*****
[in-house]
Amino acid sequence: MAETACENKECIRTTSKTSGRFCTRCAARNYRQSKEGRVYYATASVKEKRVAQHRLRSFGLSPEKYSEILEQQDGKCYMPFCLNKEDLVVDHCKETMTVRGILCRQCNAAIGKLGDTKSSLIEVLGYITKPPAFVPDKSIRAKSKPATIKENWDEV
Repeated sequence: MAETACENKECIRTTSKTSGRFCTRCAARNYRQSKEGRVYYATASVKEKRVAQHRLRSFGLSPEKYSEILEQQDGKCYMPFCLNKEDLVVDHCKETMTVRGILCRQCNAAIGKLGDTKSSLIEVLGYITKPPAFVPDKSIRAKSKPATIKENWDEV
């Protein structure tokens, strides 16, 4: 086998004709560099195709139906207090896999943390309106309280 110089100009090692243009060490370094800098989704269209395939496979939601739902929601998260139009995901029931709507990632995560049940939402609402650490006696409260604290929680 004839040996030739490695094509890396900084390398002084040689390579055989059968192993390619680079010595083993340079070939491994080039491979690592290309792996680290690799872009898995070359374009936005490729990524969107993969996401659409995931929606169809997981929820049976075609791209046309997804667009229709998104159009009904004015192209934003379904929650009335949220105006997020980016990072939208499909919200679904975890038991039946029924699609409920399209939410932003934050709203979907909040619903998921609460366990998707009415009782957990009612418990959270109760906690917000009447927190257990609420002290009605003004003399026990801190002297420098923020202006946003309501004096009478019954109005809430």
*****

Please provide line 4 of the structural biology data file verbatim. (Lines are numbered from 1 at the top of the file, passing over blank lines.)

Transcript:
């Protein structure tokens, strides 16, 4: 086998004709560099195709139906207090896999943390309106309280 110089100009090692243009060490370094800098989704269209395939496979939601739902929601998260139009995901029931709507990632995560049940939402609402650490006696409260604290929680 004839040996030739490695094509890396900084390398002084040689390579055989059968192993390619680079010595083993340079070939491994080039491979690592290309792996680290690799872009898995070359374009936005490729990524969107993969996401659409995931929606169809997981929820049976075609791209046309997804667009229709998104159009009904004015192209934003379904929650009335949220105006997020980016990072939208499909919200679904975890038991039946029924699609409920399209939410932003934050709203979907909040619903998921609460366990998707009415009782957990009612418990959270109760906690917000009447927190257990609420002290009605003004003399026990801190002297420098923020202006946003309501004096009478019954109005809430």